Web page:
Kuwait faces the risk of running out of oil revenues by 2017 if it continues its spending policy, the IMF has warned.
The wake-up call from the fund comes as public finances deteriorate from rising public sector wages, pension costs and rapid population growth.
"The mission estimates that government expenditure will exhaust all oil revenues by 2017, which means the government will not be able to save any portion of these revenues for future generations," the IMF wrote in a statement concluding its annual mission to the country last month.
The IMF advised Kuwait to cut its spending, diversify its economy, and improve its infrastructure and investment environment to stay in robust financial health.
The country needed to cut its fiscal deficit excluding oil and debt servicing by at least 7 billion Kuwaiti dinars (Dh91.97bn) by 2017 to guarantee long-term fiscal sustainability, it said. Under current projections, the government plans to raise its spending to more than 25bn dinars in 2017.
The IMF statement reflects the tricky task facing the government as it tries to balance conflicting calls about its spending plans. Thousands of workers at Kuwait's customs and airline staged strikes in March calling for higher pay despite a recent 25 per cent rise in wages.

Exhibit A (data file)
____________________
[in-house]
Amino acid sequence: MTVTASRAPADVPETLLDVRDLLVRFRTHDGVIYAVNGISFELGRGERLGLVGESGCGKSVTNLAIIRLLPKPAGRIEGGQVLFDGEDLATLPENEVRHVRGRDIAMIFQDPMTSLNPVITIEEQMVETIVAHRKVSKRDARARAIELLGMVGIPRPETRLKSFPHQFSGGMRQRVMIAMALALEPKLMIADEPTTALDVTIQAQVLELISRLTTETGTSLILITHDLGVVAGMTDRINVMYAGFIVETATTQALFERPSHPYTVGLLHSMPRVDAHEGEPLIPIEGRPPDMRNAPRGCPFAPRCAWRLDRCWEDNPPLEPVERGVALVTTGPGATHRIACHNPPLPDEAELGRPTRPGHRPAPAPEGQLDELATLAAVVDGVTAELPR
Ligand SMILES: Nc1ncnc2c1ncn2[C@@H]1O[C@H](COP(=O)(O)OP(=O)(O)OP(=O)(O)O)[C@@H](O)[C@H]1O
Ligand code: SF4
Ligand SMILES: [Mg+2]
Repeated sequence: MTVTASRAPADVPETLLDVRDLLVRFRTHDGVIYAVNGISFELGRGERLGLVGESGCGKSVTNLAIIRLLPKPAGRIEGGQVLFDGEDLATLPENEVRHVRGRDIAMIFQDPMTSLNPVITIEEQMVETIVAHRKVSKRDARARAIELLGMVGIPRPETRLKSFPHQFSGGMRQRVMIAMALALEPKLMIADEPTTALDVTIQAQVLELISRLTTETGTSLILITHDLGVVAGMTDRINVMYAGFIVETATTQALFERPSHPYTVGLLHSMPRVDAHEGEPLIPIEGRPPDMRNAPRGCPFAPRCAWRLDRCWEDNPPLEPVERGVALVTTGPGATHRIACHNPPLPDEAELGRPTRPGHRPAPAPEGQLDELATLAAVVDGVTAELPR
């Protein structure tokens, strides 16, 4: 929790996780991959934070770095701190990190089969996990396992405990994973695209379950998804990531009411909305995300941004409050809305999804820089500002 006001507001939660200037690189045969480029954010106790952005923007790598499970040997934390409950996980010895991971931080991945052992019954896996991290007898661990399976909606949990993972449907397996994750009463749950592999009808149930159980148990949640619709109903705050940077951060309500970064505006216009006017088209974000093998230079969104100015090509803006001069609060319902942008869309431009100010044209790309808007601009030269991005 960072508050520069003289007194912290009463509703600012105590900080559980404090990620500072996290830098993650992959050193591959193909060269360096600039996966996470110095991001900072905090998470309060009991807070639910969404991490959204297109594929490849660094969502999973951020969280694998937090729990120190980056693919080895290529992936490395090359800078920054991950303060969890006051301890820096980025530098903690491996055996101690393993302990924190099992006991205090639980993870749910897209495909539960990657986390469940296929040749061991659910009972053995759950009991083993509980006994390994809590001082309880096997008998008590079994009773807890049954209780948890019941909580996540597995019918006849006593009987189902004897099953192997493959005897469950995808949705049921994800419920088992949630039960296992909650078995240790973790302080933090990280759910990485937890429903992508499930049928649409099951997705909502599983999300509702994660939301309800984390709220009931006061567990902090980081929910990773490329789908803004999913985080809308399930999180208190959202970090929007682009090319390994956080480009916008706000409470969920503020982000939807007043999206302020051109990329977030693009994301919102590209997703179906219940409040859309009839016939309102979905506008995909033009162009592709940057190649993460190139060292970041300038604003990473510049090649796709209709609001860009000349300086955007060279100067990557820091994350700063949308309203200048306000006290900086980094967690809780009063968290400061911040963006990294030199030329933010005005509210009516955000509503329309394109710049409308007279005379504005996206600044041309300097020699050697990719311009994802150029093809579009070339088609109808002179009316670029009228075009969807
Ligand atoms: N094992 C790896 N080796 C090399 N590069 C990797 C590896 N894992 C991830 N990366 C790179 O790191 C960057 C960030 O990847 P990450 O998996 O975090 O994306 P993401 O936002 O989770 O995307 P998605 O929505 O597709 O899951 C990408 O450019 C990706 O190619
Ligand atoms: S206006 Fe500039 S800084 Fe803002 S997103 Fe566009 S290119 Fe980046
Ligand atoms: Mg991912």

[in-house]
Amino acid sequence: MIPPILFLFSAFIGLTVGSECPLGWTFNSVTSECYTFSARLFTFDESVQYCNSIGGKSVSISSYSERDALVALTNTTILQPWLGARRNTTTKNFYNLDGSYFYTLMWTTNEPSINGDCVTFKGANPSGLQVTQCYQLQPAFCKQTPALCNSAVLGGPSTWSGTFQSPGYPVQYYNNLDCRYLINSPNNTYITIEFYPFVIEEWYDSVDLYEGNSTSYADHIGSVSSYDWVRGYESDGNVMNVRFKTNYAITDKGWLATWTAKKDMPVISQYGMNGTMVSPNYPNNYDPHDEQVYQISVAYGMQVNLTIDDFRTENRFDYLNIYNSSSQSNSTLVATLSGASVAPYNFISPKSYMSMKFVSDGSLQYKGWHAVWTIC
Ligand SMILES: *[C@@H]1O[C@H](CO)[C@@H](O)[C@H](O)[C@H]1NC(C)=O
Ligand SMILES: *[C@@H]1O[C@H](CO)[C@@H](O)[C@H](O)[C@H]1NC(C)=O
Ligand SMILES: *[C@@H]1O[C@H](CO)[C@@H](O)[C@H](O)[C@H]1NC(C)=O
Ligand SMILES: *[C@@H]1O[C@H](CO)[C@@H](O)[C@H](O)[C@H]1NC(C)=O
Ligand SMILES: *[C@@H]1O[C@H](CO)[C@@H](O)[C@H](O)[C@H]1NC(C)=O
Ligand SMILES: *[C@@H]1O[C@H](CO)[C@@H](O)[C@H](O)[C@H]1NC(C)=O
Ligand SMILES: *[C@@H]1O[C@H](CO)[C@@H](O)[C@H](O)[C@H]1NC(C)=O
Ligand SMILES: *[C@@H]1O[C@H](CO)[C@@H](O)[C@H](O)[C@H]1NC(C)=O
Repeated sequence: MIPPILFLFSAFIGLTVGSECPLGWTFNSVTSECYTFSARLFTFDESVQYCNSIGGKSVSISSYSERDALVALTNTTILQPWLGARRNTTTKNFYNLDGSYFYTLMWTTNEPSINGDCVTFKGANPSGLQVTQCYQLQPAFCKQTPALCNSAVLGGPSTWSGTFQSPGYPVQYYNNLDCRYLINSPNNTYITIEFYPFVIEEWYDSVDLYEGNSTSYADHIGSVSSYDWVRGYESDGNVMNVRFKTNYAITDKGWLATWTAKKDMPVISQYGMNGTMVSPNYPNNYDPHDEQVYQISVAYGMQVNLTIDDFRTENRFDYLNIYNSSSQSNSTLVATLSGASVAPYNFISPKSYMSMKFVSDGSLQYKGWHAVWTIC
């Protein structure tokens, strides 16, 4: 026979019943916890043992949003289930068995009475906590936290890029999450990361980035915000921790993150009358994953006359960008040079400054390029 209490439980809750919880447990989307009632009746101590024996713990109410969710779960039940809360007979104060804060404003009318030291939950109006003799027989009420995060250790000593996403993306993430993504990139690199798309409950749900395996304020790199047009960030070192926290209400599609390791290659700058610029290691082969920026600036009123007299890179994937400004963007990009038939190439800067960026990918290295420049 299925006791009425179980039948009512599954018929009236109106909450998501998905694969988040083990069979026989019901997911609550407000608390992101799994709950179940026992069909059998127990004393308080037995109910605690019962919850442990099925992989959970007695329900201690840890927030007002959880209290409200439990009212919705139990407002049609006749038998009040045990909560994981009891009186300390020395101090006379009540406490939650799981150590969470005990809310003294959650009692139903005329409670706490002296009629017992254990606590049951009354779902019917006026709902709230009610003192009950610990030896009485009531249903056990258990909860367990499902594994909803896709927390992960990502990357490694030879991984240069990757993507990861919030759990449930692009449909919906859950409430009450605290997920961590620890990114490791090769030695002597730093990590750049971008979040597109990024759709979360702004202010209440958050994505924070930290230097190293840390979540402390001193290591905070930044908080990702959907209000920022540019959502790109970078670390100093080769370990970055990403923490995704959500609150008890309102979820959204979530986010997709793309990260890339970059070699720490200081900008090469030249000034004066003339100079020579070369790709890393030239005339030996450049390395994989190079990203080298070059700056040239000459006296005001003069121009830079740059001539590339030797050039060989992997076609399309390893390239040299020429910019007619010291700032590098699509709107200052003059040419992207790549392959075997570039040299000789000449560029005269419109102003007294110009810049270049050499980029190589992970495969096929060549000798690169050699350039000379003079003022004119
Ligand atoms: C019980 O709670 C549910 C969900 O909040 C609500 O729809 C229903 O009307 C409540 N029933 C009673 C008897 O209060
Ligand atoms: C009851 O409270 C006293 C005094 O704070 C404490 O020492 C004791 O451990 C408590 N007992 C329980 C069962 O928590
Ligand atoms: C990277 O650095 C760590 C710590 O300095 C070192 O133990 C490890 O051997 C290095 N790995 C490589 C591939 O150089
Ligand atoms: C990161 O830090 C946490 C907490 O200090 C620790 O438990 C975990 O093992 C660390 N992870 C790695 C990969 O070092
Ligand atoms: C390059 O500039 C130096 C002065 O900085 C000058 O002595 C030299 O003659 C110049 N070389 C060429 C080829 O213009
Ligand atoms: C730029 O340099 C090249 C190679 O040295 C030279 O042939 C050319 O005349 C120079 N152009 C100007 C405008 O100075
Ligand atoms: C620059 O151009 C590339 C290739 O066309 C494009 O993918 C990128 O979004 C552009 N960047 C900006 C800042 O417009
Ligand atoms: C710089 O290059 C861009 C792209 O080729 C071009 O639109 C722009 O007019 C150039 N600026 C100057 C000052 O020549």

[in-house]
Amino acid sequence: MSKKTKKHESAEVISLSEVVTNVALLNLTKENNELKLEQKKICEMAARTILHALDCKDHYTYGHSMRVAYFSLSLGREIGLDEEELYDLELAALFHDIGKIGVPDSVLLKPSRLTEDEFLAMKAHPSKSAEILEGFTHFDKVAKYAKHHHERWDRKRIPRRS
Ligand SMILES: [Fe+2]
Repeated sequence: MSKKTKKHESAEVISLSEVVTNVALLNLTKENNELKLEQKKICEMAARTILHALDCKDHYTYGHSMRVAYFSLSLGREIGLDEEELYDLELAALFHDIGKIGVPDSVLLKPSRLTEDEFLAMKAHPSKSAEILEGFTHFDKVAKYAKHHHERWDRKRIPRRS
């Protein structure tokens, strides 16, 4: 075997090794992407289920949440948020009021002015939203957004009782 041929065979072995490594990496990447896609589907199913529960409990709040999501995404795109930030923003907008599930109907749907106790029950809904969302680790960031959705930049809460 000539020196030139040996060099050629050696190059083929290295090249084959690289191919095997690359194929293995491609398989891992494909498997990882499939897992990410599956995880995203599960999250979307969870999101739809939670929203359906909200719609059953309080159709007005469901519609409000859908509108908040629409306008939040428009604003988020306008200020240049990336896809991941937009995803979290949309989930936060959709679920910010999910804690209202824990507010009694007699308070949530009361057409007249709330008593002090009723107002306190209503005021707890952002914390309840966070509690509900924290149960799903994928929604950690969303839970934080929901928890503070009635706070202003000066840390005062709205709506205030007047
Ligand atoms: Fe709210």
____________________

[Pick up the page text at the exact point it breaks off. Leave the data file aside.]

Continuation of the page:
But Sheikh Salem Abdulaziz Al Sabah, the country's previous central bank governor of 25 years, resigned in March in protest at rapid increases in public spending.
The central bank needs to be more strongly independent to help it make decisions, the IMF said.
It painted a gloomy assessment of the challenges facing government finances.
The average growth rate of public-sector wages in real terms had more than doubled in the past six years to 8 per cent, estimated the IMF.
Higher wage payments, government pension contributions and a rise in the unfunded liabilities of the pension system would put "significant pressures" on government finances and be difficult to reverse if oil prices dipped, it warned.
"The cost to the pension system is onerous for Kuwait, particularly given its low retirement age and generous benefits," the statement said.
"Rapid population and labour-force growth - about 60 per cent of the population is under 24 years - is likely to put increasing pressure on public-sector employment and the provision of public services."
Kuwaitis form only about 7 per cent of the private-sector labour force, with many nationals favouring the better pay and conditions in the public sector. The government will have to absorb a further 56,000 to 95,000 young Kuwaitis in the next five years, further straining public finances, the IMF forecast.
In the short term, the IMF expects the higher government spending to support the country's economic recovery. This year GDP will rise by 5.5 per cent, with a fiscal break-even oil price of US$44 per barrel below current crude prices, it said.
iPad users can follow our twitterfeed via Flipboard - just search for Ind_Insights on the app.